Trials of an Event Law-aison

The trials of a second-year law student at the University of Alberta.

Visits From Judges

Jonathan Ip - Saturday, November 20, 2010

In October, the law school hosted a talk by Justice Thomas Cromwell of the Supreme Court of Canada. His topic was on "Sound Judgment: The Lawyer's Most Important Attribute." It was a speech sprinkled with humourous anecdotes and thoughts. For example, he joked, and I paraphrase, that it is important to have four friends on the Supreme Court otherwise the job as a judge in the highest Canadian Court is "just literature". For those who don't know, it takes at least five judges to have a majority judgment on the Supreme Court of Canada. It was pretty neat to hear somebody who writes some of the judgments for the cases you read in school, and you try to sort of draw comparisons between how and what they talk about to the things they write for the Court.

The U of A's Health Law Institute hosted a presentation about Vancouver's InSite which featured three speakers: one was a researcher from InSite, and the other two were legal scholars. Prior to this I did not know too much about the background for the InSite case at the BC Court of Appeal other than the conflict between the federal and provincial governments, but during that talk I learned how constitutional issues applied to that case. In particular, the division of powers between the federal and provincial governments with respect to health care and the criminal law powers were at dispute. These were exactly the types of issues we tackled in our constitutional law course and it was nice to see it being applied to current events. There was also another talk by Justice Michael Kirby, a former justice of the Australian High Court, titled "The Public Benefit of Human Rights." Interestingly, he spoke mostly about using the law to tackle the AIDS epidemic. Retired Justice Frank Iacobucci of the Supreme Court of Canada also visited and spoke about "Canada's Response to Terrorism," but I was busy and could not attend that one.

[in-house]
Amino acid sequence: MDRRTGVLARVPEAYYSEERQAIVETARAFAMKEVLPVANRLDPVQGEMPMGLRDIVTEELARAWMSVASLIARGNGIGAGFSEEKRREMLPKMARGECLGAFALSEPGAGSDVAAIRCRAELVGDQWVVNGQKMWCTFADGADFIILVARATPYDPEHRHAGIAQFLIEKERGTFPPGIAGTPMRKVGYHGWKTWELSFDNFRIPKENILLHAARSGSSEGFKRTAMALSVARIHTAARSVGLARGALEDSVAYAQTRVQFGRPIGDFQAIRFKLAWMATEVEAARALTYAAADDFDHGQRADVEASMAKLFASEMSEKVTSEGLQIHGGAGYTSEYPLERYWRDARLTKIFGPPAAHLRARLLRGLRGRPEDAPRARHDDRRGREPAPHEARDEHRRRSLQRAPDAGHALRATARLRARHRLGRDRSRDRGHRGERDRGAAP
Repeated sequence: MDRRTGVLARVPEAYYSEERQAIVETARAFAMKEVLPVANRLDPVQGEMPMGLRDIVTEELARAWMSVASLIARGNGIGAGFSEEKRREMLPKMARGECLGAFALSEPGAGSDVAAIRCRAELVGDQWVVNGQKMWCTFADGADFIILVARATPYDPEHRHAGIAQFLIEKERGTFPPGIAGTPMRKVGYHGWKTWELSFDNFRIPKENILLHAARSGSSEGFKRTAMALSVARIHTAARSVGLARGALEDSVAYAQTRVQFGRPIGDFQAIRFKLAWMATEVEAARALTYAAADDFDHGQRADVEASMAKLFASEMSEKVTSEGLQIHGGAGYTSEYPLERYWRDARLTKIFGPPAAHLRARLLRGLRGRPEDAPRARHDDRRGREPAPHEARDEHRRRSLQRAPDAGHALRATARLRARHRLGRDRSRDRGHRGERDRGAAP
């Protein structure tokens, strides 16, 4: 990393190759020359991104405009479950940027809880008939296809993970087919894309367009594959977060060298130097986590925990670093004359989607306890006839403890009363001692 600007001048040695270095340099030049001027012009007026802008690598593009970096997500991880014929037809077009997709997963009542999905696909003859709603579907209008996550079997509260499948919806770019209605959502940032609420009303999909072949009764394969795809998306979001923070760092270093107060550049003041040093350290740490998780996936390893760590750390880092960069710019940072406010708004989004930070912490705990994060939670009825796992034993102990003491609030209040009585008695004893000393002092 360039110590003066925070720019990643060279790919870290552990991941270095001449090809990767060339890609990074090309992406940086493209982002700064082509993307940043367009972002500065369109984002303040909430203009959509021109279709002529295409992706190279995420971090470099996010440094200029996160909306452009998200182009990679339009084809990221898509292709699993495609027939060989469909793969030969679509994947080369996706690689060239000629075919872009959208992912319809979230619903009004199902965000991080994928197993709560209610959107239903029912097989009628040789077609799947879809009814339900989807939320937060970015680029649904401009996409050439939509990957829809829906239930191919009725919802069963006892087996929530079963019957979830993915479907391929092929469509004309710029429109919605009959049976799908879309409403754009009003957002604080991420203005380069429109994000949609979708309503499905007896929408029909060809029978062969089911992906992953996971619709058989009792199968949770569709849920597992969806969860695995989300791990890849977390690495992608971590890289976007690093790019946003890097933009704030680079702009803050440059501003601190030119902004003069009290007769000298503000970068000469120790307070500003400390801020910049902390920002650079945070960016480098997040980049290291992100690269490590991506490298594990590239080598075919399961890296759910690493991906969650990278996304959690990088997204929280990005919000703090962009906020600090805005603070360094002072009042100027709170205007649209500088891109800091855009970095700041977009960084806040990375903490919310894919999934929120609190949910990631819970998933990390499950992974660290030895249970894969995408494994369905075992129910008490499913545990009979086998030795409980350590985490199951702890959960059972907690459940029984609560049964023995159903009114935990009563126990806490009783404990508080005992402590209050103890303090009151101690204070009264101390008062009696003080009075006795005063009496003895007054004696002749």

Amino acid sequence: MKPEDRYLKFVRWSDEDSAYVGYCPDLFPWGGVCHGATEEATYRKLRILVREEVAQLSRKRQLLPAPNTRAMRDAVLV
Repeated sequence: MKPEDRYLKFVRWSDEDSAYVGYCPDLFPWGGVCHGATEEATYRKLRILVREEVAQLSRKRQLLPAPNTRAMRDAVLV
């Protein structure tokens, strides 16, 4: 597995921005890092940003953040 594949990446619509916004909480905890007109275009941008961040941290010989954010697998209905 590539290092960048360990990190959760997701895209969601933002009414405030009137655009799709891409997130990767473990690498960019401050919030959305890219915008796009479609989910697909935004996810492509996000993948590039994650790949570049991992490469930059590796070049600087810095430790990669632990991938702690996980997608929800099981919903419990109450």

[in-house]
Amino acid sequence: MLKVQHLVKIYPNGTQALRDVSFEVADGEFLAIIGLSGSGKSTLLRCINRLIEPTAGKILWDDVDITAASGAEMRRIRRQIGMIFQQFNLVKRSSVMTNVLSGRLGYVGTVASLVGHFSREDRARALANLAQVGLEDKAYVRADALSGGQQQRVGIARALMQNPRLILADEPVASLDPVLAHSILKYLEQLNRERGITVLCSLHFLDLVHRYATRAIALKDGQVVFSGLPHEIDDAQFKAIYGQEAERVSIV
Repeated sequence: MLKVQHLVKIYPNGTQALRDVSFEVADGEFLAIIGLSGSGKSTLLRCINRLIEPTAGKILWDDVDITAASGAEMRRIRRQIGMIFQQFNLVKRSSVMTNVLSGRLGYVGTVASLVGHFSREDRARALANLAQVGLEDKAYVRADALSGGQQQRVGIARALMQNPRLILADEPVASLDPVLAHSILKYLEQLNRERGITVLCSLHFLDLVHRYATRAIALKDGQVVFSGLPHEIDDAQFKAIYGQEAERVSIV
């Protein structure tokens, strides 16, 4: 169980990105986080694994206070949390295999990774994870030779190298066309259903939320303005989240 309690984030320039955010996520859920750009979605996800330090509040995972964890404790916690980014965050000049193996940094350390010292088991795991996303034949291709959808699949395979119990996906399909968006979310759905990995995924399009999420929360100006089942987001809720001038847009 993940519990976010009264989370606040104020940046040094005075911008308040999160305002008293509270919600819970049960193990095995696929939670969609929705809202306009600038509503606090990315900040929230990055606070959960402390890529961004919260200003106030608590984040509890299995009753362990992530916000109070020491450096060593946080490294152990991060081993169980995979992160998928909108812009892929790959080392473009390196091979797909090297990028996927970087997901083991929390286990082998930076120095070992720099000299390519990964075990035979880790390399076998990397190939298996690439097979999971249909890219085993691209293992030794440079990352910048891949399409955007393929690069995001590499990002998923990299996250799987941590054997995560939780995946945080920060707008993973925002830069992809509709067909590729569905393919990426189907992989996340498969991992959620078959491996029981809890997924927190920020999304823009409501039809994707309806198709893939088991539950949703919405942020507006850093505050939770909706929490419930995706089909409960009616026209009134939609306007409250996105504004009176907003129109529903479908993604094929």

I shadowed at a downtown law firm last week and they took us on a tour of the Provincial Courts. The lawyers and staff were nice and the office was on multiple floors with a great view of the city. I have previously been to the Courts because I am doing Student Legal Services' Criminal Law Project so I occasionally represent people there. It's a good experience volunteering at SLS, and speaking (albeit briefly) in front of a judge in a courtroom was somewhat intimidating at first.

For our daily (or monthly) science reference: osmosis! Our criminal law prof gave a stern warning to those people in our class who do not pre-read cases before lecture and those who skip class (I guess those who skipped would've missed out on that lecture, but I could've sworn more people showed up the next day). He said that you learn the law by "osmosis," that is, by continually immersing yourself in law by reading the cases, the textbook and attending lecture. I think he's referred to "learning by osmosis" at least three or four times since classes started in September.


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